John works for his local municipality as a senior administration clerk. His wife is a teacher at the local school, they have two kids aged 7 and 11. John and his wife jointly own a home that was financed through a bank, they are still paying the mortgage. But with kids of school going age to look after and living costs increasing exponentially, John has found the going a bit tough of late. Monthly bills are piling up and salaries are not increasing at a rate that can keep up with rising food, electricity, and other costs.
It gets worse. John has been experiencing problems with the once reliable family vehicle that he bought seven years ago. After spending a fortune trying to fix it, he has decided to finally part with the jalopy and acquire a new car. One Thursday morning, John and his wife walk into a car dealership and their attention is immediately fixated on one particular family sedan. An eager salesman shows them all its new features and even takes them on a test drive. This is the car they want.
The excited salesman, sensing a quickfire sale, hands John and his wife forms to fill out. Because they are not buying the car cash, it has to be financed by a financial institution. This is where the tricky bit comes in. For this couple to qualify for the vehicle of their dreams they need to show that they are creditworthy. What this means is they have proof that they will be able to repay with interest and in the agreed period, the loan that the bank will advance them to purchase the vehicle.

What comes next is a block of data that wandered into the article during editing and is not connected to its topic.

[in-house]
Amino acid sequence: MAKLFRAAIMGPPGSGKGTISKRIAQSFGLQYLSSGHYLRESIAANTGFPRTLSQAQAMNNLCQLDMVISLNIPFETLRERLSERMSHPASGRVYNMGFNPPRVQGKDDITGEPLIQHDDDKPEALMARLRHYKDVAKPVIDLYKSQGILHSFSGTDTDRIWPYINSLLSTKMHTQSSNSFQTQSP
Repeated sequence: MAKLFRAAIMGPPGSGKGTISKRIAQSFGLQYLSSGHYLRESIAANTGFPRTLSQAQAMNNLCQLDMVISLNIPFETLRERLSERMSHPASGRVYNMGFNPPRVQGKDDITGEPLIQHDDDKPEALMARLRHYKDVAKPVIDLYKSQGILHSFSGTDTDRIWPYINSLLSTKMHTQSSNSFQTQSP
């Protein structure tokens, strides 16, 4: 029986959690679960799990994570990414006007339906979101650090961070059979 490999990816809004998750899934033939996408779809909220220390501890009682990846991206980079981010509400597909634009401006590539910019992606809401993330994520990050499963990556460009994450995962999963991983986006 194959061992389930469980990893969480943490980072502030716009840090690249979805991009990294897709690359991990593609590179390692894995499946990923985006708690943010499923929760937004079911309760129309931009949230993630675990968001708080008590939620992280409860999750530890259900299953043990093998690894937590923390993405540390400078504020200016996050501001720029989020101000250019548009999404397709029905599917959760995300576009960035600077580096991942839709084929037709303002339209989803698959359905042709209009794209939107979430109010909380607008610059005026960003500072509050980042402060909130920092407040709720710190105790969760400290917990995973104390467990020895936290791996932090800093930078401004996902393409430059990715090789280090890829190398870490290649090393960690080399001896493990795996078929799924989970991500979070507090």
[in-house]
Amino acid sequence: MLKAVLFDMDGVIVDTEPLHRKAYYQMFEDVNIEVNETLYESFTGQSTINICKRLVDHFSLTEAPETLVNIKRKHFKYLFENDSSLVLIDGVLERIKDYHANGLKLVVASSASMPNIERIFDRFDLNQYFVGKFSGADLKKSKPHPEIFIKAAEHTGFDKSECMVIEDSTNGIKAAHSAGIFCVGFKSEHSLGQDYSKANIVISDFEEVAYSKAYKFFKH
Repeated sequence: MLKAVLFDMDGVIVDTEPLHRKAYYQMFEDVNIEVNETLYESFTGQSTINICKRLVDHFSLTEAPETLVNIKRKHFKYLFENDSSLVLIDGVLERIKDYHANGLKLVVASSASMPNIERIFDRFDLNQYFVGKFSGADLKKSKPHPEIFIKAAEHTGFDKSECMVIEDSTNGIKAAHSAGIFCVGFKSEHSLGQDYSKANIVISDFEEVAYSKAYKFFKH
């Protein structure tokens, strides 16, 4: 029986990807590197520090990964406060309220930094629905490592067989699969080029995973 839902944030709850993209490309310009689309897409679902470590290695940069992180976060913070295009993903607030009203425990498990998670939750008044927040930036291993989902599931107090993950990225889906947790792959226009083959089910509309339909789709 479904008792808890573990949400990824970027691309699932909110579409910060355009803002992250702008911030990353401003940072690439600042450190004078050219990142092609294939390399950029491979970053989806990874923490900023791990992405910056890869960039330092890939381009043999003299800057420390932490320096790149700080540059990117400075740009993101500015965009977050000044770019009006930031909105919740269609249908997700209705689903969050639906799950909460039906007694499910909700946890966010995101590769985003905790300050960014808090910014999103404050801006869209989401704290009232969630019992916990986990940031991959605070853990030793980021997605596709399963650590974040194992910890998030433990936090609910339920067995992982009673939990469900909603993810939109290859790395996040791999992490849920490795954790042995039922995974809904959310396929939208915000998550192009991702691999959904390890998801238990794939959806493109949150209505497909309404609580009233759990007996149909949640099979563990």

Banks prove creditworthiness by using external credit bureaus which record the entire credit history of a consumer and their repayment patterns. If they are found to have defaulted on certain credit obligations or have court judgements against their names, they will be deemed not creditworthy enough to purchase the vehicle. An affordability test will also be done. This process examines their joint monthly income and compares it to expenses. If after expenses have been taken into account, the remaining balance is deemed insufficient for the couple to take on another major debt obligation, the bank will decline their request for finance.
John and his wife could find themselves back at the local mechanic trying to revive the old jalopy.
This is the nature of the financial services industry and almost the same formula is applied to countries when they need to borrow money to plug national expenditure shortfalls or finance infrastructure projects. Unlike individuals, countries can issue fixed income security certificates in the form of a Bond to institutional and private investors in return for a financial injection. This is basically an IOU certificate which guarantees that no matter what happens, the investor will get their entire money back within a specified period, with the pre-agreed interest added.